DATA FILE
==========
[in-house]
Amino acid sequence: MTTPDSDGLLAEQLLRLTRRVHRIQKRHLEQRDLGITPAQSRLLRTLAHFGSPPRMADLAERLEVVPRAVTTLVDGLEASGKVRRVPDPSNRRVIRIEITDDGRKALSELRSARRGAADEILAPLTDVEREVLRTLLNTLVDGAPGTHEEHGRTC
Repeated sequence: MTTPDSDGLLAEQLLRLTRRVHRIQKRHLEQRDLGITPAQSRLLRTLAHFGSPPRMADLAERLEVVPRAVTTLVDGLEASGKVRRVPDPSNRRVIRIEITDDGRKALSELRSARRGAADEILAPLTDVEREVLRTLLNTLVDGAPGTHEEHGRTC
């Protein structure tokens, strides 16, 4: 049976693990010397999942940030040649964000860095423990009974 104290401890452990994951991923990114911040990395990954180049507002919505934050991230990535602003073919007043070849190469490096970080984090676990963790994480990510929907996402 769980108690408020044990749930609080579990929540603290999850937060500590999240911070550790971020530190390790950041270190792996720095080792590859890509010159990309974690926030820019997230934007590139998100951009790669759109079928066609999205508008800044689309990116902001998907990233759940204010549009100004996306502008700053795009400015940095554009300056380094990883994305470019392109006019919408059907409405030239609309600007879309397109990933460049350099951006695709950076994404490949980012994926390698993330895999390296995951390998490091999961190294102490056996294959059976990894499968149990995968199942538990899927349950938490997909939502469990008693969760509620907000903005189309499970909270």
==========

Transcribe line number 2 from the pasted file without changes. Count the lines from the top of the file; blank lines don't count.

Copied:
Amino acid sequence: MTTPDSDGLLAEQLLRLTRRVHRIQKRHLEQRDLGITPAQSRLLRTLAHFGSPPRMADLAERLEVVPRAVTTLVDGLEASGKVRRVPDPSNRRVIRIEITDDGRKALSELRSARRGAADEILAPLTDVEREVLRTLLNTLVDGAPGTHEEHGRTC